As a marketer, it’s easy, what with the crush of back-to-school, the busyness of the fall and the mania of the impending holidays, to focus on the task (or mini crisis) at hand. However, now is also the time to strategically lay out the plan for the upcoming year.
Here are six steps to help guide your planning process.
- Set a date
Trust us, nothing motivates like a deadline. Pick a date on the calendar, block out a half-day, have your agency bring the team that is working on your business, and reserve a space large enough to accommodate everyone. Which leads to #2.
- Location, location, location
We have found that planning meetings work best at an off-site location. It doesn’t need to be elaborate, but a new + different meeting space gives everyone A) the signal that this is significant and B) permission to think big, outside of the constraints of the office.
To plan for next year, you will want a clear accounting from this one. What worked? What didn’t? What risks panned out? Which assumptions need to be challenged? We’ve found it helpful for both agency and client to be given time to speak from their own unique point of view.
After reviewing the state of the business, it’s time to lay out the goals and objectives moving forward. It is helpful to do this in three-year plans. If you don’t have a three-year vision for your organization, creating one can be a fairly involved task and not one you will want to do in this meeting. Assuming your organization is aligned about the future, now is the time to identify the challenges and opportunities that you envision coming up in the next 12 months. An audacious sales goal? A merger? A new competitor coming into the market? A cultural overhaul? Now is the time to list out all of the factors that are affecting your business and clearly define your goals.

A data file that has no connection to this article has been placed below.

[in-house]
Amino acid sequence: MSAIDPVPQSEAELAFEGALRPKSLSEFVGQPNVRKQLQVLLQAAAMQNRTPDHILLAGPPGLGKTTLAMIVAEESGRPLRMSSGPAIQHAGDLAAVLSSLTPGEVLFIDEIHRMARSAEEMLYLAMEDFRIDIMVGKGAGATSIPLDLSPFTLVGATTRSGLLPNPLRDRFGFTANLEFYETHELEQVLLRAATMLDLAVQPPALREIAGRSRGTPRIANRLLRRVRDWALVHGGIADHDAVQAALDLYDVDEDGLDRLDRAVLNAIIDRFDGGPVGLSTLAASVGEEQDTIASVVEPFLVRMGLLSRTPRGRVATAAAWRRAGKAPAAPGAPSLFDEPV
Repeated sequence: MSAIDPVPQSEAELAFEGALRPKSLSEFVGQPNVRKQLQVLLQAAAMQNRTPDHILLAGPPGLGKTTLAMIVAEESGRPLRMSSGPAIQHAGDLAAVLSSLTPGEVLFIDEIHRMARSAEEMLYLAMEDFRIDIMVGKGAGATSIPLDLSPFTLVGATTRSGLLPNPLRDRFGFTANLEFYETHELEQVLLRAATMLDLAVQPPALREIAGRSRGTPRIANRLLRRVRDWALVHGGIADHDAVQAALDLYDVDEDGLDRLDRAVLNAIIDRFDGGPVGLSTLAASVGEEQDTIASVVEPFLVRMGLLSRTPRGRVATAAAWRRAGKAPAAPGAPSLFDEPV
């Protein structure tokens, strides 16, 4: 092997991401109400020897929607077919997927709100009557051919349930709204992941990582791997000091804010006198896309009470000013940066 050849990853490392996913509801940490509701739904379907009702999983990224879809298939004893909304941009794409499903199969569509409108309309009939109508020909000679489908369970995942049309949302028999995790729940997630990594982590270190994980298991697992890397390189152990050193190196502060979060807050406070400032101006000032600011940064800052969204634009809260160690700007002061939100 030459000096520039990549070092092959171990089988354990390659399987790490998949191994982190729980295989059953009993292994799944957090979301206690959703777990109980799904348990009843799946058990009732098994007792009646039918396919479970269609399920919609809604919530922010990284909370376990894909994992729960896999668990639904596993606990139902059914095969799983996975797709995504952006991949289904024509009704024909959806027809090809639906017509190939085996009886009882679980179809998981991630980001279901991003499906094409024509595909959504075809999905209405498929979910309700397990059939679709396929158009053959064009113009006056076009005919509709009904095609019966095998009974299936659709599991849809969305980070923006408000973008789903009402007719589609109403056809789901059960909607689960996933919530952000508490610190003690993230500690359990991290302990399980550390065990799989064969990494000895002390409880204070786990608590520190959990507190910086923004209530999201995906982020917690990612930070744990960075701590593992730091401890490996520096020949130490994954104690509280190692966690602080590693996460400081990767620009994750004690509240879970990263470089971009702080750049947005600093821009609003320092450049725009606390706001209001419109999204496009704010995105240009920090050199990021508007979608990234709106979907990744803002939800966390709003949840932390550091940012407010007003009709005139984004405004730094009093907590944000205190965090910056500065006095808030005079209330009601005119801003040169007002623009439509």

With the past year accounted for and the table set for the year ahead, it is time to assign your marketing resources. Budgets are generally the first thing. Do you have enough marketing funds to accomplish the business goals of your organization? If the answer is “no,” you need to scale back your goals or find ways to fund them.
While the money is certainly important, also consider your own time as a finite resource to be deployed. Everything can’t be equally important (or else nothing is). Clearly indicate to yourself, your team and your agency what your personal expectations are and where you will be spending the majority of your time. This is also the time to lean heavily on your agency to help provide a sense of how much advertising horsepower you will need to accomplish your goals.
- Lock it down
Commit your annual plan to writing, and try to make it as real-speak as possible. Ideally, you want to be able to pass this document out to your team, your agency, your sales force, the execs, the board—anyone who will need to know how you are going to crush your marketing goals for the coming year. The clearer you state it, the better it travels.
As we like to say at Swim, “it’s not rocket surgery,” but effectively planning for the future is the easiest and best way to keep your stress level to a manageable level and avoid the “behind the 8-ball” feeling that comes with always being reactionary and playing catch up.